Anne Applebaum, author of the Pulitzer prizewinning Gulag: A History and Washington Post columnist, fascinated me a few months ago with her talk during the Hoover Archives Summer Workshop. She described how the Communist Party coopted and squashed small civic organizations in Eastern Europe as a way to undermine the whole of its society – but who in the West would have given much importance to the suppression of, say, the Boy Scouts?
Applebaum, an American journalist based in London and Warsaw, has been in the limelight for years – she’s married to Radoslaw Sikorski, Poland’s minister of foreign affairs.
But I didn’t know this about her: she has donated some of the fruits of her research to Stanford’s Hoover Institution. It’s the aptly titled Anne Applebaum Collection.
Anne’s collection consists of one box and contains original documents from one of the Gulag camps. The collection is from the Kedrovyi Shor camp, a part of the Vorkutpechlag, a system of camps in Vorkuta-Pechora area in Siberia. The documents include office paper, correspondence memoranda, accounting documents, correspondence, directives, instructions, etc., mostly relating to food and clothing supplies and rations for inmates, as well as the details of their daily routine.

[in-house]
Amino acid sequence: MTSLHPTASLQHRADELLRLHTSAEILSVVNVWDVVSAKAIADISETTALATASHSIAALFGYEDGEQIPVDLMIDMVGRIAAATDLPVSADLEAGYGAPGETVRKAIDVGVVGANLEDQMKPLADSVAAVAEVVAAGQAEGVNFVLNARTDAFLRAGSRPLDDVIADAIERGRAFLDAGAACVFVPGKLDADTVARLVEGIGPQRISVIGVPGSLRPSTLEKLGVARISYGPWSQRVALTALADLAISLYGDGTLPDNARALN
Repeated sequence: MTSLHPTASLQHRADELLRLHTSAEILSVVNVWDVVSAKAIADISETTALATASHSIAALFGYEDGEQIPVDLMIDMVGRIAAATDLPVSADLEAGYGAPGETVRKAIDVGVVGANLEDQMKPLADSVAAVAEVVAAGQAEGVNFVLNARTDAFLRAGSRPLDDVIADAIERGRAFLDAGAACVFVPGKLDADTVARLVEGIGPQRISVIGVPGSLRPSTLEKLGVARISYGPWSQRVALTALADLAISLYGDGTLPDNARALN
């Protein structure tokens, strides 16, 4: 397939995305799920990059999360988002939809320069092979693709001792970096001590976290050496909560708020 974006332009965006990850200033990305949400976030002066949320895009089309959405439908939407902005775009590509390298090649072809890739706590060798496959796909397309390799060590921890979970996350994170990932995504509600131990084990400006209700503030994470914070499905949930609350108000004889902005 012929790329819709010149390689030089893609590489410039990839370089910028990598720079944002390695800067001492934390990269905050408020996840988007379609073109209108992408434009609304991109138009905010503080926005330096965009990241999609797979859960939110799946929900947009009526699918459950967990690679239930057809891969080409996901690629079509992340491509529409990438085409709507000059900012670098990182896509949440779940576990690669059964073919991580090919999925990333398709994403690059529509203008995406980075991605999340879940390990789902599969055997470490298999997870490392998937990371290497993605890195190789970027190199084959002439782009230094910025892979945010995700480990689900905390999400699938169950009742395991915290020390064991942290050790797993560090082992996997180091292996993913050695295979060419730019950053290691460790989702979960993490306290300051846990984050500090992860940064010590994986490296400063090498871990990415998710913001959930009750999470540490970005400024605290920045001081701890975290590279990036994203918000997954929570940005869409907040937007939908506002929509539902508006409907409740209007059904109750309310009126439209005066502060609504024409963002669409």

Now that’s kind of cool.
Applebaum has been a Hoover media fellow. Her affinity with the institution is obvious, given the institution’s “longstanding interest in the history of totalitarianism.”
“The range and quantity of the material at Hoover is really astonishing, and compares almost to nothing else,” she told me.
While digging through the online material about her, I found this article, “Lest We Forget,” in the Hoover Digest. The whole piece is worth a read; it ends with this amazing paragraph:
“The more we are able to understand how different societies have transformed their neighbors and fellow citizens from people into objects, the more we know of the specific circumstances that led to each episode of mass torture and mass murder, the better we will understand the darker side of our own human nature. Totalitarian philosophies have had, and will continue to have, a profound appeal to many millions of people. Destruction of the “objective enemy,” as Hannah Arendt once put it, remains a fundamental object of many dictatorships. We need to know why—and each story, each memoir, each document in the history of the Gulag is a piece of the puzzle, a part of the explanation. Without them, we will wake up one day and realize that we do not know who we are.”